Statin Use Over 65 Years of Age and All-Cause Mortality

A 10-Year Follow-Up of 19 518 People

Sophia Eilat-Tsanani, MD; Elad Mor, MD; Yochai Schonmann, MD, MSc


J Am Geriatr Soc. 2019;67(10):2038-2044. 

In This Article

Abstract and Introduction


Objectives: As life expectancy continues to rise, the burden of cardiovascular disease among older people is expected to increase, making cardiovascular prevention in older people an issue of growing interest and public health importance. We aimed to explore the long-term effects of adherence to statins on mortality and cardiovascular morbidity among older adults.

Design: A historical population-based cohort study using routinely collected data.

Setting: Clalit Health Services Northern District.

Participants: We followed members of Clalit Health Services aged 65 years or older who were eligible for primary cardiovascular prevention for a period of 10 years.

Measurements: We fitted Cox regression models to assess the association between the adherence to statin therapy and all-cause mortality and cardiovascular morbidity, adjusting for cardiovascular risk factors and associated morbidity as time-updated variables.

Results: The analysis included 19 518 older adults followed during 10 years (median = 9.7 y). All-cause mortality rates were 34% lower among those who had adhered to statin treatment, compared with those who had not (hazard ratio [HR] = .66; 95% confidence interval [CI] = .56-.79). Adherence to statins was also associated with fewer atherosclerotic cardiovascular disease events (HR = .80; 95% CI = .71-.81). The benefit of statin use did not diminish among beyond age 75 and was evident for both women and men.

Conclusion: Adherence to statins may be associated with reduced mortality and cardiovascular morbidity among older adults, regardless of age and sex.


Atherosclerotic cardiovascular diseases (ASCVDs) are the leading cause of disability and mortality worldwide. Cardiovascular risk increases with age, and more than 60% of attributed deaths occur after 75 years of age.[1] As life expectancy continues to rise, the burden of cardiovascular diseases among older people is expected to increase,[2] making cardiovascular prevention in older people an issue of growing interest and public health importance.[3] Cholesterol-lowering medications, a cornerstone of primary and secondary cardiovascular prevention, are endorsed by all major international guidelines.[4–7] Statins, the most commonly used of these medications, are safe and effective in lowering low-density lipoprotein cholesterol (LDL-C) levels, preventing cardiovascular events, and reducing mortality.[8,9] Some evidence supports the use of statins for secondary prevention among frail older patients,[10] as well as for the tolerability of statins among the oldest old.[11] However, people beyond the age of 75 are not routinely represented in randomized controlled trials, and there is little evidence to support the efficacy of statins in primary prevention in that age group.[8,12]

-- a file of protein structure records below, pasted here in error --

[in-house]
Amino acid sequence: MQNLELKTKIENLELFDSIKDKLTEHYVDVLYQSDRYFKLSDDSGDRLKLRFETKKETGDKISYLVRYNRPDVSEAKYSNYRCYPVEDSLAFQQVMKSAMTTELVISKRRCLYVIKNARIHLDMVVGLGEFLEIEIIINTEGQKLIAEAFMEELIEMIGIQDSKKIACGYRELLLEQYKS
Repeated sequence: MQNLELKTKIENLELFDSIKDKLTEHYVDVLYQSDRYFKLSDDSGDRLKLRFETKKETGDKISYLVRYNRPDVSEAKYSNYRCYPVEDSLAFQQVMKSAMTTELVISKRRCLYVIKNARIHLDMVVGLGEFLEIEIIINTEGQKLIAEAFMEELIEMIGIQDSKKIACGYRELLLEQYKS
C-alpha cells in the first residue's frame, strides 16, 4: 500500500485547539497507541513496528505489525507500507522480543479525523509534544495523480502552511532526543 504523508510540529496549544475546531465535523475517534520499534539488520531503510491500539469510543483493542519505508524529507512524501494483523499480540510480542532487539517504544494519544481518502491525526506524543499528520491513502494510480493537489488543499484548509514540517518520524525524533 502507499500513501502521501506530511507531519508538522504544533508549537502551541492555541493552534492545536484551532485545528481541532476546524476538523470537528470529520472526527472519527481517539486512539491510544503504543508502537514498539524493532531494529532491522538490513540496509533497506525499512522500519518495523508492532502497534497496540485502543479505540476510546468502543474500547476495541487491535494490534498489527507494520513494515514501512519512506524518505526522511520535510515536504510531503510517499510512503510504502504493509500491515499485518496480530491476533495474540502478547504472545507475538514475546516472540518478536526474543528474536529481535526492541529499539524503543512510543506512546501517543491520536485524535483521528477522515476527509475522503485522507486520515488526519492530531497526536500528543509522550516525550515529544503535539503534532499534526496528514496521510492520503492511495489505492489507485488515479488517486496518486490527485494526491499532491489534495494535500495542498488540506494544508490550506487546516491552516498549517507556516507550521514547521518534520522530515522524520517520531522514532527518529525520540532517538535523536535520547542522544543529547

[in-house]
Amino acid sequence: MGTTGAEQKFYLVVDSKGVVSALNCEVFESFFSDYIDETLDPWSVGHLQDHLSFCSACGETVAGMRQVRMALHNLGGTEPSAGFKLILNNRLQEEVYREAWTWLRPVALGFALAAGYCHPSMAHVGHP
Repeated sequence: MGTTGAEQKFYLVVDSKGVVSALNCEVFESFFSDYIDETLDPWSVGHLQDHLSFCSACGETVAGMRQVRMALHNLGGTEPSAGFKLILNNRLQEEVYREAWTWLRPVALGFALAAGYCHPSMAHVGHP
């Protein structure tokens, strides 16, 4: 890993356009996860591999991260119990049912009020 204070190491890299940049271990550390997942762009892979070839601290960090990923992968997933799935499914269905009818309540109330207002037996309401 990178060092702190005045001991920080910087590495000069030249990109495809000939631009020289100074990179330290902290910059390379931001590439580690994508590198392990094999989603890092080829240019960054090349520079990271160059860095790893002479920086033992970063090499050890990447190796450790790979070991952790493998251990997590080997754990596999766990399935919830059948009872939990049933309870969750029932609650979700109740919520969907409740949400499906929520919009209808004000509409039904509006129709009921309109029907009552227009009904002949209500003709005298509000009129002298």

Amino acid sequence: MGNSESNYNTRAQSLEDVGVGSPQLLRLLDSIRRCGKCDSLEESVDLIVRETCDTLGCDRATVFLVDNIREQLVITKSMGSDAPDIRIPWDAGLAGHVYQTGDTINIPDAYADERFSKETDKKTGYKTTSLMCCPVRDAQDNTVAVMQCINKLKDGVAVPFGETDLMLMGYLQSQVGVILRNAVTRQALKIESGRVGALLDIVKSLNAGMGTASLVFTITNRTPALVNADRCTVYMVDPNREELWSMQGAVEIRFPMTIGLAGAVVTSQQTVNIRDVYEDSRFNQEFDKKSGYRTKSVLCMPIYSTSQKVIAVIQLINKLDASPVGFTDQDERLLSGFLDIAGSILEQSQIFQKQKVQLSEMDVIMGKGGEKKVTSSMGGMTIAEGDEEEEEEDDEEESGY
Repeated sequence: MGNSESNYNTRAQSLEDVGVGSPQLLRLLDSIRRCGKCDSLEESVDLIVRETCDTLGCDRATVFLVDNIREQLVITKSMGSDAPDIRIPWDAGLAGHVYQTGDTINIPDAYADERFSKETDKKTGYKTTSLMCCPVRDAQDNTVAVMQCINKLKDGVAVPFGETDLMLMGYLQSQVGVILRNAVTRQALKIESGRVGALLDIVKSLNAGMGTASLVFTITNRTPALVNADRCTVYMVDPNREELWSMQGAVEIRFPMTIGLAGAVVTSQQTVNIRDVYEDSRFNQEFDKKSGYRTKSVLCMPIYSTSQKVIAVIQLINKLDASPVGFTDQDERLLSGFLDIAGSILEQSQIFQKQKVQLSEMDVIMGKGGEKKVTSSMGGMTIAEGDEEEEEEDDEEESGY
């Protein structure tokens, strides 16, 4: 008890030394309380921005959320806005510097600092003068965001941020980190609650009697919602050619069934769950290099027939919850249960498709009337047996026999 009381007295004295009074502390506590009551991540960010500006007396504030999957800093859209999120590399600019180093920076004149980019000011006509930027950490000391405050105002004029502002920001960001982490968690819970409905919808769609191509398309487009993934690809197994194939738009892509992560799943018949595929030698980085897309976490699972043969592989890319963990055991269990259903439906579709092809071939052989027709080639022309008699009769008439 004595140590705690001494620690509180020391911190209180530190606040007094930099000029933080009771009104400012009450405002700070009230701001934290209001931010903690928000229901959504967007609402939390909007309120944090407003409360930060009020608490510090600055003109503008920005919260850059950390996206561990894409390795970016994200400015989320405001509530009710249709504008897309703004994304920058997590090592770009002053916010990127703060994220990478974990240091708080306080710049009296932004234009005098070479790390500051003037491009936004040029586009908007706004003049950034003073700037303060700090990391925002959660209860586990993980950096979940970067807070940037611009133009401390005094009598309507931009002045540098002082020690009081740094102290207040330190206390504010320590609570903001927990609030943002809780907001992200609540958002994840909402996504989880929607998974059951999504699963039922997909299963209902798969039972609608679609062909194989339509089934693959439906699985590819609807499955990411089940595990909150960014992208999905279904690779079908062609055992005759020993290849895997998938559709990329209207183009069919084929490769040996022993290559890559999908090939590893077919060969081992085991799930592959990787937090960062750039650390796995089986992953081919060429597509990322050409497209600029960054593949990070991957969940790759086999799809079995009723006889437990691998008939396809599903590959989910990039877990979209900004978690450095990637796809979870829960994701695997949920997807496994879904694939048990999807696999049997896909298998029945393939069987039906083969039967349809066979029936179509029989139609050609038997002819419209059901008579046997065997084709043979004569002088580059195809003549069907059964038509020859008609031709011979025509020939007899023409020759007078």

In real life, physicians frequently prescribe statins to older patients despite the paucity of evidence, and the use of statins among this age group is increasing.[13–15] One-third of Danish adults aged 56 to 85 years use statins,[15] and in the United States more than 60% of older people with hyperlipidemia take statins for primary prevention.[14] Adherence to statin treatment is consistently associated with lower levels of LDL-C and with fewer hospitalizations and ASCVD events.[16] However, less than 50% of those older than age 65 adhere to statin therapy during the first year, and adherence decreases with older age and in the following years.[17] Importantly, adherence to preventive therapy may also be a marker for engaging in other healthy behaviors, such as better diet or less smoking ("healthy adherer effect").[18]

Recent studies attempted to assess the efficacy of statins for primary prevention among older people with conflicting results and with various methodological limitations. The external validity of post hoc secondary analyses of trial data is limited;[8,19,20] observational analyses relied on self-report;[21] included only new users of statins (and would, therefore, be less applicable to the growing population of older prevalent statin users);[22,23] or did not account for actual statin use or adherence beyond the baseline accrual period.[21,23] An ongoing randomized control trial, Statin Therapy for Reducing Events in the Elderly (STAREE) was launched in 2015, but results have not been published to date.[24]

Current guidelines reflect this knowledge gap and do not make clear recommendations regarding older people,[4–7] highlighting a growing need for data to support treatment decisions among older people. We aimed to explore the long-term effect of real-life statin use for primary prevention and adherence on mortality and cardiac morbidity among older people using data from a large not-for-profit health organization.